Professor of Finance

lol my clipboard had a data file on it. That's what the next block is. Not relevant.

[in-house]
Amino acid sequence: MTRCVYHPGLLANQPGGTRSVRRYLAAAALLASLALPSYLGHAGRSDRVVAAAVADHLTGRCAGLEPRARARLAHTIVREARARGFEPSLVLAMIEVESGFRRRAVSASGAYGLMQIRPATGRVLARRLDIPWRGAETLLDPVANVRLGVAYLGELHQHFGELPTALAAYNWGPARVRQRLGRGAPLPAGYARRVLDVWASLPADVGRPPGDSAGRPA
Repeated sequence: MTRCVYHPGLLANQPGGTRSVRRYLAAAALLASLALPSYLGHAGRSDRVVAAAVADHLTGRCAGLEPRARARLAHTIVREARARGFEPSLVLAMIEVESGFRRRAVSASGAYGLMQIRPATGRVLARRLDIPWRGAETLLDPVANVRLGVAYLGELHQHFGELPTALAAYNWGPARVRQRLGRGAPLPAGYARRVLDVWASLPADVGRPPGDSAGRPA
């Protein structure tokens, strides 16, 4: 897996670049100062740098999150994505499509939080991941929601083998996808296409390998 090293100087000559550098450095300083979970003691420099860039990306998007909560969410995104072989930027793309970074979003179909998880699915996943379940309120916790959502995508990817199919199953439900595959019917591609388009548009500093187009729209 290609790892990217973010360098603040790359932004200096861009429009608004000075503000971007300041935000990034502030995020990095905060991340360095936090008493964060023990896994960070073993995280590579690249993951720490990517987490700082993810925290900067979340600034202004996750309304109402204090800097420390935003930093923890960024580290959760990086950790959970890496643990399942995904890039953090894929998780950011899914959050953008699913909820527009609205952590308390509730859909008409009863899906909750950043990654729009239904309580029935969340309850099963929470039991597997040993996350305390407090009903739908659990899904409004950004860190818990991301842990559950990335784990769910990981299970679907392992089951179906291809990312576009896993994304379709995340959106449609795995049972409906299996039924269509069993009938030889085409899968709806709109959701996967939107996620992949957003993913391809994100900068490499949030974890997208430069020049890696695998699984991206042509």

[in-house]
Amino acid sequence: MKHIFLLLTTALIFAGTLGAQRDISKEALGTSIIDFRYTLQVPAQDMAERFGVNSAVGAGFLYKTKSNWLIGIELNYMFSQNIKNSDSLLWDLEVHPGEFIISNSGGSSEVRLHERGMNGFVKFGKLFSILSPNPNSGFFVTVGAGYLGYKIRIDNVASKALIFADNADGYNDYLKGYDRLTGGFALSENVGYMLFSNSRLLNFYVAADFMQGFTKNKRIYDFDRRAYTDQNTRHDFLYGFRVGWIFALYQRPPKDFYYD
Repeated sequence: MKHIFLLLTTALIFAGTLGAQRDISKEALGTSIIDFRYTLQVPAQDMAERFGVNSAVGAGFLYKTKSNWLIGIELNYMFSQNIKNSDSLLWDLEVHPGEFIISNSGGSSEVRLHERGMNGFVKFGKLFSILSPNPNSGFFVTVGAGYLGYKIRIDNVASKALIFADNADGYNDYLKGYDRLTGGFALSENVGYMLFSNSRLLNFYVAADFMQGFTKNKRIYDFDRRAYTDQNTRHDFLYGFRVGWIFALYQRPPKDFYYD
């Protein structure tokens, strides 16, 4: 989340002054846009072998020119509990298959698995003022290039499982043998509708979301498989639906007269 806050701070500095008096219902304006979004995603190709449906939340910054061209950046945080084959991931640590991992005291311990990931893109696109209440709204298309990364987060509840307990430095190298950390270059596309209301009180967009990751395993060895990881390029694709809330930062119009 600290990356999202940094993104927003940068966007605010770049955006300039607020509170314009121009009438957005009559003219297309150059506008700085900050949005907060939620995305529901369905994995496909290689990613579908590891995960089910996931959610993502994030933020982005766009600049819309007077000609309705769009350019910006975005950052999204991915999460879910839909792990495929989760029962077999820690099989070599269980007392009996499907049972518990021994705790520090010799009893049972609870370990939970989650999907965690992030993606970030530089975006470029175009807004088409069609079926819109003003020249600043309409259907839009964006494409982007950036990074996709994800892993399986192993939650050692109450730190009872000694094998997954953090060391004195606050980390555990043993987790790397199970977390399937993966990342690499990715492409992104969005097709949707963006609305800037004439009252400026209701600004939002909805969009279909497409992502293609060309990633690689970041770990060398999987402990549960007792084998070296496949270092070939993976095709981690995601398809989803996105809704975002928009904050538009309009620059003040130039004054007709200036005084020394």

The authors present a novel methodology for the analysis of derivatives pricing in incomplete markets. Unlike existing procedure, they do not commit to a particular model for the prices of the underlying asset(s). Instead they locally fit the hedge ratios from a parsimonious complete-market model to changes in the prices of options and underlying securities.The authors then compute prices from the locally estimated parameters. Thus, they extract information from the local co-movement of prices of several securities, as opposed to the standard procedure, which obtains parameter values either from time series estimation or by implying them from option prices directly.The authors illustrate the methodology on a dataset of DAX index options and futures transactions from the computerized German Futures Exchange, over the period 1992-94. They form their estimates entirely on the basis of lagged information. While they predict final payoffs with a precision that matches that of market prices, their prices often deviate substantially from synchronous market prices.Moreover, self-financed delta hedges based on their estimates of the hedge ratios perform worse than those with hedge ratios computed from market-implied volatilities. All this is caused by anomalous behavior of the locally fitted hedge ratios. For instance, the hedge ratios of in-the-money options are sometimes estimated to be so low that they imply volatility above 200% (per year).Since a typical estimation is based on 5% of the "training" sample, with a minimum of 50 observations, sampling error cannot explain the anomalous behavior.